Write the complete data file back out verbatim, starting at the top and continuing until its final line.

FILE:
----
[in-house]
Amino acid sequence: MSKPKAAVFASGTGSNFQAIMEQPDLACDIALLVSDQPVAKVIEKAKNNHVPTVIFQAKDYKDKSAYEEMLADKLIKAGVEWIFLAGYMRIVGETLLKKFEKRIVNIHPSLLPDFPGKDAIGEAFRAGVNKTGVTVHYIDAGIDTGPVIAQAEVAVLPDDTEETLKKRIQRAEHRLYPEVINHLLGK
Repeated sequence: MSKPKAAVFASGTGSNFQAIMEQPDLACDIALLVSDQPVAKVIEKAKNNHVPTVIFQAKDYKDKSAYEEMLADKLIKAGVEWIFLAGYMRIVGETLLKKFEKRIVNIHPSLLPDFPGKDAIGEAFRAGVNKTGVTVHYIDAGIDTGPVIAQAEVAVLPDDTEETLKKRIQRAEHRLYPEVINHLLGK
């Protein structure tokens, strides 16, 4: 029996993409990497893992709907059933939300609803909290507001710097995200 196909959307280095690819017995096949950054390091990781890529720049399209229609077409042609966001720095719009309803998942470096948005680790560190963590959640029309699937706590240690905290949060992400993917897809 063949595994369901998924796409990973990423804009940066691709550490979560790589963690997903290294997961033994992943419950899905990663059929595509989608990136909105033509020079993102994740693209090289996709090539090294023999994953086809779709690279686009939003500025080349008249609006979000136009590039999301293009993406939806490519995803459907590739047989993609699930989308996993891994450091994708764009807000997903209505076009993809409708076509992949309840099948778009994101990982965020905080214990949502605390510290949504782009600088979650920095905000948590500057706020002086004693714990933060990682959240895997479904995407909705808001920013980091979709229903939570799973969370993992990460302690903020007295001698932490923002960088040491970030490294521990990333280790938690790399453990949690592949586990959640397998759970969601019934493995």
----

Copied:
[in-house]
Amino acid sequence: MSKPKAAVFASGTGSNFQAIMEQPDLACDIALLVSDQPVAKVIEKAKNNHVPTVIFQAKDYKDKSAYEEMLADKLIKAGVEWIFLAGYMRIVGETLLKKFEKRIVNIHPSLLPDFPGKDAIGEAFRAGVNKTGVTVHYIDAGIDTGPVIAQAEVAVLPDDTEETLKKRIQRAEHRLYPEVINHLLGK
Repeated sequence: MSKPKAAVFASGTGSNFQAIMEQPDLACDIALLVSDQPVAKVIEKAKNNHVPTVIFQAKDYKDKSAYEEMLADKLIKAGVEWIFLAGYMRIVGETLLKKFEKRIVNIHPSLLPDFPGKDAIGEAFRAGVNKTGVTVHYIDAGIDTGPVIAQAEVAVLPDDTEETLKKRIQRAEHRLYPEVINHLLGK
């Protein structure tokens, strides 16, 4: 029996993409990497893992709907059933939300609803909290507001710097995200 196909959307280095690819017995096949950054390091990781890529720049399209229609077409042609966001720095719009309803998942470096948005680790560190963590959640029309699937706590240690905290949060992400993917897809 063949595994369901998924796409990973990423804009940066691709550490979560790589963690997903290294997961033994992943419950899905990663059929595509989608990136909105033509020079993102994740693209090289996709090539090294023999994953086809779709690279686009939003500025080349008249609006979000136009590039999301293009993406939806490519995803459907590739047989993609699930989308996993891994450091994708764009807000997903209505076009993809409708076509992949309840099948778009994101990982965020905080214990949502605390510290949504782009600088979650920095905000948590500057706020002086004693714990933060990682959240895997479904995407909705808001920013980091979709229903939570799973969370993992990460302690903020007295001698932490923002960088040491970030490294521990990333280790938690790399453990949690592949586990959640397998759970969601019934493995």